Are Vegans Protected by UK Employment Law?
Employment tribunal rules that ethical vegans are protected from discrimination as it is a philosophical belief
A timely ‘Veganuary’ tribunal ruling has offered some interesting insight into the law’s stance on ethical veganism beliefs and employee discrimination and dismissal.
Whilst not a binding legal precedent, an employment tribunal judge has recently ruled that ethical veganism qualifies as a philosophical belief under the Equality Act 2010. The judge has decided this by satisfying several tests which included; that it is worthy of respect in a democratic society, that it is not incompatible with human dignity and it is not conflicting with the fundamental rights of others.
The case is still ongoing and we are yet to hear whether the employee’s dismissal was, in fact, unfair, or whether any compensation will be payable.
Ethical Veganism: A ‘Protected Characteristic’
One of the nine "protected characteristics" covered by the Equality Act 2010 is "religion or belief" along with age, disability, gender reassignment, marriage and civil partnership, pregnancy and maternity, race, sex and sexual orientation. This tribunal ruling means that ethical vegans could be protected from discrimination on the grounds of their belief in veganism. Therefore, employers need to be aware that they may be liable for discriminatory acts against employees for their vegan beliefs.
It is worth noting that ethical vegans differ from people who choose to follow a vegan diet. For example, as well as avoiding consuming any animal products, they also avoid wearing clothing made from leather or wool and do not use products from companies which carry out any form of animal testing.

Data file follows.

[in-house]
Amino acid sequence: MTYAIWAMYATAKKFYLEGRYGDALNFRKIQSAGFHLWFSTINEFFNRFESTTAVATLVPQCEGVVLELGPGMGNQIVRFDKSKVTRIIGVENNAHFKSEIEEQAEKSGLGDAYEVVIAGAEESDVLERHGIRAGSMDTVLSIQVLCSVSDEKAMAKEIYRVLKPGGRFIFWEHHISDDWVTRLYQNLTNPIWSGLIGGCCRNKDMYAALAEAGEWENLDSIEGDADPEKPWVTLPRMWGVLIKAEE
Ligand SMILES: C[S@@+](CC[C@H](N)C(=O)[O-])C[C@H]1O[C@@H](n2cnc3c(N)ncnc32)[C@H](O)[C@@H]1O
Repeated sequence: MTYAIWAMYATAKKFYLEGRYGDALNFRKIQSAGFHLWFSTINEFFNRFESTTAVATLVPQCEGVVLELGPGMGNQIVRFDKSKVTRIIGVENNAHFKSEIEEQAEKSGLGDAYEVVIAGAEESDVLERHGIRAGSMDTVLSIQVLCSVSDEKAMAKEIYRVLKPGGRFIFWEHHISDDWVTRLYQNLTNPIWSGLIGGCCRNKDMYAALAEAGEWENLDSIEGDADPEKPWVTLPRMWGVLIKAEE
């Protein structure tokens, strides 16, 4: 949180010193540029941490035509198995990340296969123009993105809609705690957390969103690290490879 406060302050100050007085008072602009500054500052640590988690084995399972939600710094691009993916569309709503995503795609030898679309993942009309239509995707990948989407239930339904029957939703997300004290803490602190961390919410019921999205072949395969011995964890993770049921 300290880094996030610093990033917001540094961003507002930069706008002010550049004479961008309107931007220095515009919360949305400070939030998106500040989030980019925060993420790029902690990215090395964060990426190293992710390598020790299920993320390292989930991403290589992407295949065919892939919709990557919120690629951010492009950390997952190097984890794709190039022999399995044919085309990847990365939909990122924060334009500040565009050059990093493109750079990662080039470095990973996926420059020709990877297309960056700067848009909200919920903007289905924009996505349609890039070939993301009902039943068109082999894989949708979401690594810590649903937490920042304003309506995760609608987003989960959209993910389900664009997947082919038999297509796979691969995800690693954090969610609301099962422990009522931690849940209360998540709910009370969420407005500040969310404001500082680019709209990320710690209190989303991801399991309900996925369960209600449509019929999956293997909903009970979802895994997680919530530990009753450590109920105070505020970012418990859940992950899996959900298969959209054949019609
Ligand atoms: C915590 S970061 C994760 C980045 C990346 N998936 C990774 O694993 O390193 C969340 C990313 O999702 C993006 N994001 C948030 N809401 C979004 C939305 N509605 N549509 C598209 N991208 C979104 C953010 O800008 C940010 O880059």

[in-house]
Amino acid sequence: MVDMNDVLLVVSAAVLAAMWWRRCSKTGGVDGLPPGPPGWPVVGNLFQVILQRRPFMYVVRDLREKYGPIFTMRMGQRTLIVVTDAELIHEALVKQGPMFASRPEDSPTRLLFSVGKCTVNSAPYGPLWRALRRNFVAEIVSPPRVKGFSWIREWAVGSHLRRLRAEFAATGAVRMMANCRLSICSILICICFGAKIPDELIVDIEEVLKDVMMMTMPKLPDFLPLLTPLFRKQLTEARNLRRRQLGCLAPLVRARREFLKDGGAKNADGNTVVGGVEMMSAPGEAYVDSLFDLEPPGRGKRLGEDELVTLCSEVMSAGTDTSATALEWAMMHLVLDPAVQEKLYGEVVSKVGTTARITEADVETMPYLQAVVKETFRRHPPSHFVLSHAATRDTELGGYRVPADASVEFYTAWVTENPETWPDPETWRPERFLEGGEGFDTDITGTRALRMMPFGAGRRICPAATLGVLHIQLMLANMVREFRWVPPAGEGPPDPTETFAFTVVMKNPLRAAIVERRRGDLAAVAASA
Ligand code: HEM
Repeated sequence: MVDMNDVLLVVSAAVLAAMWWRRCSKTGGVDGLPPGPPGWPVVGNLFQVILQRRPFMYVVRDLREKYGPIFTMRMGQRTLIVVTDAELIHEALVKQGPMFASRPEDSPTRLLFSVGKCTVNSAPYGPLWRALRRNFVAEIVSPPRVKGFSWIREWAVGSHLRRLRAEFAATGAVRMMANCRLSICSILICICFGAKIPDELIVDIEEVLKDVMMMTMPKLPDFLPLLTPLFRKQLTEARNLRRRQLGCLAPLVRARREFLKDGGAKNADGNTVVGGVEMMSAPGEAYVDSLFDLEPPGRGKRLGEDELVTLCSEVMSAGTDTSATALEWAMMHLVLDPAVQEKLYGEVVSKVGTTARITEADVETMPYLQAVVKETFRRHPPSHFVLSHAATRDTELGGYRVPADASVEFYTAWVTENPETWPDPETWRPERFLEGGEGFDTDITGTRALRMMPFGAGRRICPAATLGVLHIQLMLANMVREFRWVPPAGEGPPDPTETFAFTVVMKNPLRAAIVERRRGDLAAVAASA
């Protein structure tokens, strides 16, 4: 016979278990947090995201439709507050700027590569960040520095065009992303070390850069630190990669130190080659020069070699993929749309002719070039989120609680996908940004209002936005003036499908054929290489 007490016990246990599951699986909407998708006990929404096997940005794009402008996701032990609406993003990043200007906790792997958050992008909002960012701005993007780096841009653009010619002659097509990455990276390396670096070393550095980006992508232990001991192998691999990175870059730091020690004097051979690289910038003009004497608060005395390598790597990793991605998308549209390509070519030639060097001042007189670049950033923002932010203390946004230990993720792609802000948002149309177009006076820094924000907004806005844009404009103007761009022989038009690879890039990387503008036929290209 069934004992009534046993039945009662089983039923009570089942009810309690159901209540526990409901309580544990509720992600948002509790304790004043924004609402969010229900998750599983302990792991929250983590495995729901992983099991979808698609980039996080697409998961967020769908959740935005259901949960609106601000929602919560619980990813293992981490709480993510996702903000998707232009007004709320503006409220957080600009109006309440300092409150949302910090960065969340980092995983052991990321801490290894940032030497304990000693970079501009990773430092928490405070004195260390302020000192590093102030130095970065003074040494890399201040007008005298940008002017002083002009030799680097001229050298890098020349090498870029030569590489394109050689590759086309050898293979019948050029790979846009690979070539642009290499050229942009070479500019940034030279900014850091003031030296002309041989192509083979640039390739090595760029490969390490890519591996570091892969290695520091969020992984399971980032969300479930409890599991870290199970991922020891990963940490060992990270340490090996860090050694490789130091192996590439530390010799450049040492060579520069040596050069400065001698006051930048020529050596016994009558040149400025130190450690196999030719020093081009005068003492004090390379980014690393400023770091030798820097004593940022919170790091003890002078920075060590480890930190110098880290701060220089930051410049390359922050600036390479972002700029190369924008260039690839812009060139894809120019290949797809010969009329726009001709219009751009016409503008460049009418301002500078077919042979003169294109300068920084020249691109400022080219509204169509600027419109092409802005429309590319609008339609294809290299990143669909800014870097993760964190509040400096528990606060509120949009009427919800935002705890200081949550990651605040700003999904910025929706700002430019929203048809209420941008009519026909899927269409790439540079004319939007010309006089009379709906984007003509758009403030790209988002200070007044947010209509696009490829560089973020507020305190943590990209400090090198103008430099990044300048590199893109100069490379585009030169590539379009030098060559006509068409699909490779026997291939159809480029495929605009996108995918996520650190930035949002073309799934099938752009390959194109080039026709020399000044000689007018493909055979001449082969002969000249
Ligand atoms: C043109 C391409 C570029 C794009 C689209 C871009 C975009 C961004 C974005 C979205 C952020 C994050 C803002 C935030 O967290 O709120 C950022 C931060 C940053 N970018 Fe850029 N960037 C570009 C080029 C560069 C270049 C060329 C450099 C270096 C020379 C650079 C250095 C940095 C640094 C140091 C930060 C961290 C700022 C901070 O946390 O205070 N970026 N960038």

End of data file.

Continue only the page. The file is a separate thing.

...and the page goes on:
Interestingly, a case from 2018 which considered whether vegetarianism qualified for protection under the Equality Act failed. The tribunal in that case held that the belief did not concern a weighty and substantial aspect of human life and behaviour and had not attained a certain level of influence, seriousness or importance.
What This Means for You
It will be interesting to see what the exact implications of this case will be. Individuals may be encouraged by this case, to start to bring claims that they have been discriminated against for other strongly held, topical beliefs, such as beliefs on climate change. Employees who work in supermarkets or restaurants may also start to refuse to serve customers with animal products.
Therefore, employers need be aware that their actions as a result of employee’s behaviours, if they are because of a person’s strongly held belief, may result in the employee trying to bring a claim for discrimination against them.
How We Can Help
For any further information on what this could mean for your business, or for advice as an employee, contact our specialist employment team today. Give us a call on 0330 123 1229, send us an email via firstname.lastname@example.org or complete our contact form.